This is where marketing and branding comes into play. And with marketing and branding comes the emergence of new market segments, including the ultra-luxury category. It is from within that category that future trends are likely to emerge. That’s how trends play out, as Miranda Priestly played by Meryl Streep explained to her new assistant in one iconic scene of The Devil Wears Prada. If you haven’t seen it in awhile, a quick refresher: “The color of the shirt you are wearing right now was determined years ago by high-end designers preparing their collections for fashion week runways.”
Trickle-down trends are a hierarchical process whereby individuals with high status establish fashion trends only to be imitated by lower-status individuals wearing cheaper versions of the same styles.
“It’s always been a thing,” says Karyn Wagner, CEO of Paradigm Cannabis Group, a women-owned extraction company specializing in pre-rolls and extracts made from small-batch sun-grown flower. “There’s always been those products that are better than others. But now, with adult use, we have to be more brand-conscious. With that how do you distinguish yourself from someone else? Why is this better? What makes it better?”
SOME LIKE IT HAUTE
With any luxury good consumers want the assurance of quality and efficacy, Wagner says. But you can never underestimate the prestige that comes with a high price tag. “The moneyed class always loves expensive items,” she says. “This normalizes it in their world. It brings in folks who didn’t normally have the desire. It made it OK in their class. Expensive breeds expensive things. You wouldn’t have expensive cannabis if you didn’t have people who wanted to buy expensive cannabis.”
Jenny Le Coq president of Le Coq & Associates a marketing and communications firm in San Francisco that represents Kikoko cannabis-infused botanical mints points out that most people typically don’t seek out a cheap bottle of wine but look for something fine, trustworthy, and familiar. They want to know the winery, its reputation, who recommends the vintage. “People are looking at wines today with a more discerning eye—how their grapes are grown for example” Le Coq says “People are looking at cannabis in the same way with a discerning eye.”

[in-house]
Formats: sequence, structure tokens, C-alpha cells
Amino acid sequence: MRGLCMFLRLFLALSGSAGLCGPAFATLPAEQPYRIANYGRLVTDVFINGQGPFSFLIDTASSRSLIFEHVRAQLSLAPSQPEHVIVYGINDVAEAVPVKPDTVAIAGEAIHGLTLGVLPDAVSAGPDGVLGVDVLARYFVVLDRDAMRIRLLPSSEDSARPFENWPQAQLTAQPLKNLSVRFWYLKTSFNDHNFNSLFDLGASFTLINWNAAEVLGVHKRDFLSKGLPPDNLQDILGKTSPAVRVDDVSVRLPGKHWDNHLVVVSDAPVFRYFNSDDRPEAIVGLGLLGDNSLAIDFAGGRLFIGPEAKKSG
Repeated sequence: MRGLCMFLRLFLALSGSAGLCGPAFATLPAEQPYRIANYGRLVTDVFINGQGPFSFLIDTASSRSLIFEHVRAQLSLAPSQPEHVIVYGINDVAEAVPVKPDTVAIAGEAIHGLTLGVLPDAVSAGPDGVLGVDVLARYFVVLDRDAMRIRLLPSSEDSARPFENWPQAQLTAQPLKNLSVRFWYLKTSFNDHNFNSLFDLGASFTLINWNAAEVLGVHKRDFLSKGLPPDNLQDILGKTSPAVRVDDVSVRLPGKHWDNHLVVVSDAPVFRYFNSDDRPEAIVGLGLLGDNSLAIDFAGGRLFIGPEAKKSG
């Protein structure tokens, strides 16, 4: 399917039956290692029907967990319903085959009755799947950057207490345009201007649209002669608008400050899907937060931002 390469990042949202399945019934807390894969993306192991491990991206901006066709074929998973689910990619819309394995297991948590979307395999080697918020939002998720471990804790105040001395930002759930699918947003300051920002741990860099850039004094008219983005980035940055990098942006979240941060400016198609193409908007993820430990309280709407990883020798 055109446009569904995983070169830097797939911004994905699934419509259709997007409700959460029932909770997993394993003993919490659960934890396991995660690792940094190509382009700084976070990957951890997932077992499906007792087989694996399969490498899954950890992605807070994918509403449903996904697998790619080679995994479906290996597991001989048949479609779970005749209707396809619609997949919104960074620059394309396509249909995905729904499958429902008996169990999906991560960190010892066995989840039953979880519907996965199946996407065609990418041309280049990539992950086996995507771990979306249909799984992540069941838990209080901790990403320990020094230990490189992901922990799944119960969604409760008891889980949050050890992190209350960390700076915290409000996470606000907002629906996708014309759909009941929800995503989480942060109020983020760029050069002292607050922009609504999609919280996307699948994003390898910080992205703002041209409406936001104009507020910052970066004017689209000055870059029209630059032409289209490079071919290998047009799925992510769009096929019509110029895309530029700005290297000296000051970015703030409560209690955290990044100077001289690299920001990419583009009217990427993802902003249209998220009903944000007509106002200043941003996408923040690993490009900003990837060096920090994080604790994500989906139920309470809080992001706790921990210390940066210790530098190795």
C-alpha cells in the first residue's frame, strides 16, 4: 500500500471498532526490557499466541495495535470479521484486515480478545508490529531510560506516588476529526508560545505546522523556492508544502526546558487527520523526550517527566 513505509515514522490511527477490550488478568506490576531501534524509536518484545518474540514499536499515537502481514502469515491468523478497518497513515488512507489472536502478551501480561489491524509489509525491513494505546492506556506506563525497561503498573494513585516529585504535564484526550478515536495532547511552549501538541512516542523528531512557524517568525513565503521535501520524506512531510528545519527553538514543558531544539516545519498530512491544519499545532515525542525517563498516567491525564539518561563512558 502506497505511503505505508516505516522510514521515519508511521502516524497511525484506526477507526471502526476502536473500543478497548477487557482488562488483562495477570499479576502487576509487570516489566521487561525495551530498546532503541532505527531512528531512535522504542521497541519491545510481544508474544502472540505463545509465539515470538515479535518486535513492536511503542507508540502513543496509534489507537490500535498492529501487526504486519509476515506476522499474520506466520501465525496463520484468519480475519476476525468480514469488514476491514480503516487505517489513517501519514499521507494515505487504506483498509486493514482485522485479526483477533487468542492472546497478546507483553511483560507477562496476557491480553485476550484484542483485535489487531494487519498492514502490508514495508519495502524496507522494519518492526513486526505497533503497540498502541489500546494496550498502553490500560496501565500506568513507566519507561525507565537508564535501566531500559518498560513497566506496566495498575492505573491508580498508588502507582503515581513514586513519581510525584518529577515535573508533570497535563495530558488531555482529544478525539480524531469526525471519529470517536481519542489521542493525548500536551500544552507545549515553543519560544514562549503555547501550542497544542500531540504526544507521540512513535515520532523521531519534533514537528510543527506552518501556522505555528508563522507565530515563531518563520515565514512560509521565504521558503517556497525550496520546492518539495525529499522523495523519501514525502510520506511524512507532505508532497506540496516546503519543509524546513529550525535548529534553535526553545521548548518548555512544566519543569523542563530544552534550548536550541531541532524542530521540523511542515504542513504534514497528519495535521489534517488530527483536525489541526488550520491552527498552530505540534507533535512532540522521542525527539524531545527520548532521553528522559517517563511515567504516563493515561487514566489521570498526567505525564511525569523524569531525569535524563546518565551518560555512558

With any luxury good, consumers want the assurance of quality and efficacy. Luxury doesn’t always have to indicate price, but what it must indicate is quality.
“Discerning” can add up to big money for sure. Anecdotal stories abound in national media outlets suggesting couples in Colorado will drop several bills on “cannagars” and other high-end party favors to celebrate weddings and anniversaries. At The High End, Barneys New York’s (now closed) luxury cannabis lifestyle shop in Beverly Hills, shoppers could splurge on a $1,475 sterling silver bud grinder or a $950 water pipe. New York fashion brand Alice + Olivia partnered with luxury cannabis brand Kush Queen to debut a CBD wellness line in 2019—bath bomb, body lotion, bubble bath with lavender. Alice + Olivia packaging features CEO Stacey Bendet’s signature “Stace Face” motif with big sunglasses and a bold red lip. A timeless statement-making style that trendsetters of every era make their own while trendy types try to emulate the overall aesthetic. That’s just the way things work.
To be fair luxury doesn’t have to mean $$$$. What it must indicate however is quality. “Luxury is an assigned label. It is typically assigned by marketers,” Le Coq says. “So what do you want cannabis to be? As a consumer how do you perceive luxury? The concept is really defined differently by every person. We want people to experience something that is luxurious. Not only the packaging is beautiful the taste is beautiful the place you are put into mentally is a nice beautiful place.”